Ukraine Live Updates: War’s Effects Widen as Russia Vows More Reprisals
The Kremlin halted natural gas shipments to Poland and Bulgaria in its toughest response yet to European sanctions. Explosions inside Russia near the Ukraine border raised fears that the war might spread.
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In a warehouse-turned-bomb-shelter in Lviv, in western Ukraine, a group of children performed a play featuring a range of stories about family separation as told from the perspective of children. The play, “Mama Po Skaipu,” or “Mother via Skype,” is based on stories by nearly a dozen Ukrainian writers, and it was a rare cultural event in a city now under regular air-raid alerts.
The House passes a mostly symbolic bill urging Biden to sell seized Russian yachts to fund more Ukraine aid.
WASHINGTON — The House on Wednesday overwhelmingly passed a mostly symbolic bill urging President Biden to sell the frozen luxury assets of Russian oligarchs hit with sanctions and use the funds to provide additional military and humanitarian aid to Ukraine.
The legislation is nonbinding, but its 417-to-8 passage reflected a bipartisan desire on Capitol Hill for the president to take a more aggressive posture as the United States and European allies grapple with what to do with Russian assets seized in response to Moscow’s invasion of Ukraine.
The U.N. Security Council is holding an informal meeting on justice and accountability for crimes committed in Ukraine. Karim Khan, the chief prosecutor of the International Criminal Court, said that 43 countries had referred the situation in Ukraine to the I.C.C., which had for the first time joined a joint effort — with Ukraine, Poland and Lithuania — to investigate war crimes.“This is a singular moment, it is a critical juncture,” Khan said. “The implications are profound in Ukraine, but they extent beyond Ukraine. It is time to cling to the law.”4 hours ago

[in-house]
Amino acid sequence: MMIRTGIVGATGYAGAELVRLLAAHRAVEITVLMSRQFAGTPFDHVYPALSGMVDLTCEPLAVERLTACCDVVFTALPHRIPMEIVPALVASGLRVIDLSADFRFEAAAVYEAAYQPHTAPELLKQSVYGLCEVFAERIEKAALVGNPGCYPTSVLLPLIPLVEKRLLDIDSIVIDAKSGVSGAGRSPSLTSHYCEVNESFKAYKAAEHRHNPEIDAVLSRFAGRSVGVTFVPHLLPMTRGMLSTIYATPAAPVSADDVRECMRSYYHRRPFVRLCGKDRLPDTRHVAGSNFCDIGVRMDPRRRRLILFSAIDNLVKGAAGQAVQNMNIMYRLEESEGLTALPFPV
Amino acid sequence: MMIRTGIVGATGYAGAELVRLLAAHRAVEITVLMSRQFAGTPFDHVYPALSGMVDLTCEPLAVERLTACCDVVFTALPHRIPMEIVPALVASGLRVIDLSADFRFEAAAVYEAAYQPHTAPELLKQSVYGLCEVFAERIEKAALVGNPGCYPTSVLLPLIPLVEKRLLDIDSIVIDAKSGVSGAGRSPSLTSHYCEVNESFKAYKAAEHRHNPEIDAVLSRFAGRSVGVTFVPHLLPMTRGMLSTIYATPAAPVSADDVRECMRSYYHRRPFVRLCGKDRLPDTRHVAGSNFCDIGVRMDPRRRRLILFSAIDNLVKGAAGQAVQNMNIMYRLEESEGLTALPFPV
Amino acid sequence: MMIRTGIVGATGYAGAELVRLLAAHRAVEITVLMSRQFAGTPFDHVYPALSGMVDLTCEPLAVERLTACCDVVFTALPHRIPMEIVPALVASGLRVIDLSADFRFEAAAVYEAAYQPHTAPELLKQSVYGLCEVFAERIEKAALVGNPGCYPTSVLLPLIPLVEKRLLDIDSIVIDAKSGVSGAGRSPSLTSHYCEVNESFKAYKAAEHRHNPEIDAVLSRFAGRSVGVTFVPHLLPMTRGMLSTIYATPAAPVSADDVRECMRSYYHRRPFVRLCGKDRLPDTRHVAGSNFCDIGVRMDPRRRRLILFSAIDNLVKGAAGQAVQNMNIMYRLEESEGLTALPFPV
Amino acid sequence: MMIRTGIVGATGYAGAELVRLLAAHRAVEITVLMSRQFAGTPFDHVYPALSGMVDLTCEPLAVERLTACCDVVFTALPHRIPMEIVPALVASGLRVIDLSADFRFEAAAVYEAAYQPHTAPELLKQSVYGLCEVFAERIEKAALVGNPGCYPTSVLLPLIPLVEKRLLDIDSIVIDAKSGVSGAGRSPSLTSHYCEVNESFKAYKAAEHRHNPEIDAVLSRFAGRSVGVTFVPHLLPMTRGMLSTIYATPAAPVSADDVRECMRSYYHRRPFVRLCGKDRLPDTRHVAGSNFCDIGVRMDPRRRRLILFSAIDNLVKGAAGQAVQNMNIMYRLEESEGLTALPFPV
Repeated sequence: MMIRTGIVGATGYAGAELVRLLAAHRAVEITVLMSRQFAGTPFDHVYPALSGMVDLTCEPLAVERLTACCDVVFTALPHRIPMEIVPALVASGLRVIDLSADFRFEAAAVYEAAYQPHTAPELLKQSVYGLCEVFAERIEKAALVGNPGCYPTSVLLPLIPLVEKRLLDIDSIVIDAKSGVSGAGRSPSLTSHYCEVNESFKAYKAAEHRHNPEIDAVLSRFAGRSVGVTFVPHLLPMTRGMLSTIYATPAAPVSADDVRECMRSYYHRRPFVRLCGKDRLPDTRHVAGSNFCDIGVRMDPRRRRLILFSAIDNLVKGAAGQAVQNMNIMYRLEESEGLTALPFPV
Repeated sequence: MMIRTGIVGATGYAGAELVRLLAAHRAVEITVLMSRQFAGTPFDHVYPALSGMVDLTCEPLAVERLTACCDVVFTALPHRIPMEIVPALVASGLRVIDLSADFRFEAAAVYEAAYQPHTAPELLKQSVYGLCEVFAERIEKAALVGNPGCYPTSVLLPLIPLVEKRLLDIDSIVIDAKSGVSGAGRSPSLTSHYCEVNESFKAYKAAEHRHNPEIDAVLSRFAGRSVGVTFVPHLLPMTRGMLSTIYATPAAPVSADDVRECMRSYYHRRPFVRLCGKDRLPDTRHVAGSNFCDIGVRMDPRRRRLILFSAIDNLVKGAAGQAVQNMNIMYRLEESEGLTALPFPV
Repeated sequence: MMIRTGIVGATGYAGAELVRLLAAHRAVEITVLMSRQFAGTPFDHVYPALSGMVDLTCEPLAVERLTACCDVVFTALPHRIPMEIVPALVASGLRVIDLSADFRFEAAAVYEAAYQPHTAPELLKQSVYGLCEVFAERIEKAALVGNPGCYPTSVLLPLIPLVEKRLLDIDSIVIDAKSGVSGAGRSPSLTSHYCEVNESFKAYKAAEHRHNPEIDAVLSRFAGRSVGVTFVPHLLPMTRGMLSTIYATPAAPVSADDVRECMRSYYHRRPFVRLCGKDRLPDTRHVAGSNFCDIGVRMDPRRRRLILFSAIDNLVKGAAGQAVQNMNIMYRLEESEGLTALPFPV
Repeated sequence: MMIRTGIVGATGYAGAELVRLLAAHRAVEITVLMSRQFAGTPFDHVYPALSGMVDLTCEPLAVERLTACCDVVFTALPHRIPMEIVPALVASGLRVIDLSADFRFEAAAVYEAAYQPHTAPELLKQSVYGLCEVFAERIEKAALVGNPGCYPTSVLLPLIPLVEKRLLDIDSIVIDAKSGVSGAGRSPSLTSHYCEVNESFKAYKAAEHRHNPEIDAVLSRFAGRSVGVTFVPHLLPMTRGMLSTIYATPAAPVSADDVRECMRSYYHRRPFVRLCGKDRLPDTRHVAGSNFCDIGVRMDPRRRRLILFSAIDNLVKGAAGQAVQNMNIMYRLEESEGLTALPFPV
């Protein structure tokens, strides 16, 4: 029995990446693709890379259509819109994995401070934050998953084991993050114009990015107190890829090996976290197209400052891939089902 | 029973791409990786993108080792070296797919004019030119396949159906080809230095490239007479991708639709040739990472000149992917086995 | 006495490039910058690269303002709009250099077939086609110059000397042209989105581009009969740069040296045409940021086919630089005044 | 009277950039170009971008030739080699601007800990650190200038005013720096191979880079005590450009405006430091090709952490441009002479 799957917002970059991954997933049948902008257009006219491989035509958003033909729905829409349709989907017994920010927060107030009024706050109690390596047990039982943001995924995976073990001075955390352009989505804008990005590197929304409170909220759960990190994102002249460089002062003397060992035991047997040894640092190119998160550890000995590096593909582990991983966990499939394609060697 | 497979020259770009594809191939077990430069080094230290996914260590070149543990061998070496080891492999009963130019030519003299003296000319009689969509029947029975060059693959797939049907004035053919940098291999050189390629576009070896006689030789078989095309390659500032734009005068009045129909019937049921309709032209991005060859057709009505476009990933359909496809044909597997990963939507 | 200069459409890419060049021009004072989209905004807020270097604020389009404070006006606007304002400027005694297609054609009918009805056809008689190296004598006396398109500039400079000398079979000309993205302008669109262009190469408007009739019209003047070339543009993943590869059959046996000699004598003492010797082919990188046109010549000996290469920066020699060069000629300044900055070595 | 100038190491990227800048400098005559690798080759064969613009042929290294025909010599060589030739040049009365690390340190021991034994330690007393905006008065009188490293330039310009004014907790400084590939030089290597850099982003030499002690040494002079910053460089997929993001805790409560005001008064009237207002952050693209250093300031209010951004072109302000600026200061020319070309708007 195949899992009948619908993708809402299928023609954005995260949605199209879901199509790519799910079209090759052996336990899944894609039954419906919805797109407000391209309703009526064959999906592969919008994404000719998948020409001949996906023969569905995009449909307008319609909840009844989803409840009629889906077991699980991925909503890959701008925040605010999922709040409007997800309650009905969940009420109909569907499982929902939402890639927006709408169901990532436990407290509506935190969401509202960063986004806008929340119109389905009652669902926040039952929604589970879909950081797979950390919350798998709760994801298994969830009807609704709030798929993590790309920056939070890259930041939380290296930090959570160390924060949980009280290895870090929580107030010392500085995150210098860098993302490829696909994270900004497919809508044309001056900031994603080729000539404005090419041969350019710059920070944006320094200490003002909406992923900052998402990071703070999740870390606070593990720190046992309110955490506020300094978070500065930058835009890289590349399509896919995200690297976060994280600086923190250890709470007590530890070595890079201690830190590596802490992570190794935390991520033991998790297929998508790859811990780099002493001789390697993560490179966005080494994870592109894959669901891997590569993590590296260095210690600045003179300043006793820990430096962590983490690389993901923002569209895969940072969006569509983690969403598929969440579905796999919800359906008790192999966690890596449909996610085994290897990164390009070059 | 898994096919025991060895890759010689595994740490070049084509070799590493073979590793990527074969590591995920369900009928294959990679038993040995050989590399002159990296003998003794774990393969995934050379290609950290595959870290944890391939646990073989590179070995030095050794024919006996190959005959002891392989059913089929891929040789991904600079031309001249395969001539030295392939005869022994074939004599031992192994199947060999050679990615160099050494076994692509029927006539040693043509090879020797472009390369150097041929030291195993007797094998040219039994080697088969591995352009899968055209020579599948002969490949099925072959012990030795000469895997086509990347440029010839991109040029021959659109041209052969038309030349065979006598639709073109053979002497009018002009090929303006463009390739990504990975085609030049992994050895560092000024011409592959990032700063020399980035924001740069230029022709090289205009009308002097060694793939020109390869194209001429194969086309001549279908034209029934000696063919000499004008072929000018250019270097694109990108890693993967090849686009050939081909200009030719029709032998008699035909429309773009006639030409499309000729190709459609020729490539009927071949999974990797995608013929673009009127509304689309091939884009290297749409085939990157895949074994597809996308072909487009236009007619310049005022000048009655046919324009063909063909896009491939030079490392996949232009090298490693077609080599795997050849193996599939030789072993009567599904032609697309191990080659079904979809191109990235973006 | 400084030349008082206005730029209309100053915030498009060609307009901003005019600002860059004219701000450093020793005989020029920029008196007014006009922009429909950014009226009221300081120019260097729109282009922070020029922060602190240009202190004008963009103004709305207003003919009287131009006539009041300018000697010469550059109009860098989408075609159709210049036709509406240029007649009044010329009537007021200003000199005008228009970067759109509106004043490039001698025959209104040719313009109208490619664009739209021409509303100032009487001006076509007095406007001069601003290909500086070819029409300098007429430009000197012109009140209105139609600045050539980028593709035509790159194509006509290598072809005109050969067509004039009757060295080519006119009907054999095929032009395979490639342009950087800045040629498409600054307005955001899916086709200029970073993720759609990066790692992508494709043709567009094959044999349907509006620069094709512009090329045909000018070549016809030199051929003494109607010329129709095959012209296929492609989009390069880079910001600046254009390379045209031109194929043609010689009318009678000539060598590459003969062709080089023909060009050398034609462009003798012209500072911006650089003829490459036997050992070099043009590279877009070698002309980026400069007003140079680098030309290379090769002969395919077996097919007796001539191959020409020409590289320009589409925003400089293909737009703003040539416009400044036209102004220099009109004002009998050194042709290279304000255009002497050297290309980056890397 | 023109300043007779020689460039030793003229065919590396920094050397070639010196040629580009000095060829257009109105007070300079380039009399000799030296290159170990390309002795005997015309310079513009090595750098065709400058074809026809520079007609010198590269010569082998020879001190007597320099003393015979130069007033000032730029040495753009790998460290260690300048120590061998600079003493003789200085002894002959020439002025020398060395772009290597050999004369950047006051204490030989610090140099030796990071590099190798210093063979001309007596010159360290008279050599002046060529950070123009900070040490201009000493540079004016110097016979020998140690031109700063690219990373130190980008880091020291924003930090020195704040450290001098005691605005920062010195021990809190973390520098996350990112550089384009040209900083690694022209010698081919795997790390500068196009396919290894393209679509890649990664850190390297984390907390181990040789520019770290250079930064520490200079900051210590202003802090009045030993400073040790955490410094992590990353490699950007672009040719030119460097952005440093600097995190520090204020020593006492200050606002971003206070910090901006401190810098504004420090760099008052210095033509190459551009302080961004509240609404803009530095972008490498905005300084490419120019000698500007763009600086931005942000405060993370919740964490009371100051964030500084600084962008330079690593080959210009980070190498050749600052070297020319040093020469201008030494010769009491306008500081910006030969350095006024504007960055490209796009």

Lynsey AddarioReporting from Zaporizhzhia, Ukraine
Anna Shostak, 7, waits for her family at a reception tent in Zaporizhzhia, in southeastern Ukraine. While trying to flee the Russian-occupied city of Berdiansk, Anna’s family was turned back five times at Russian checkpoints or offered the option to travel to Crimea before they successfully escaped.
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For weeks after the outbreak of the war in Ukraine, American officials wondered about the weapon that seemed to be missing: Russia’s mighty cyberarsenal, which most experts expected would be used in the opening hours of an invasion to bring down Ukraine’s power grid, fry its cellphone system and cut off President Volodymyr Zelensky from the world.
None of that happened. But in a new study released Wednesday by Microsoft, it is now clear that Russia used its A-team of hackers to conduct hundreds of far more subtle attacks, many timed to coincide with incoming missile or ground attacks. And it turned out that, just as in the ground war, the Russians were less skillful, and the Ukrainians were better defenders, than most experts expected.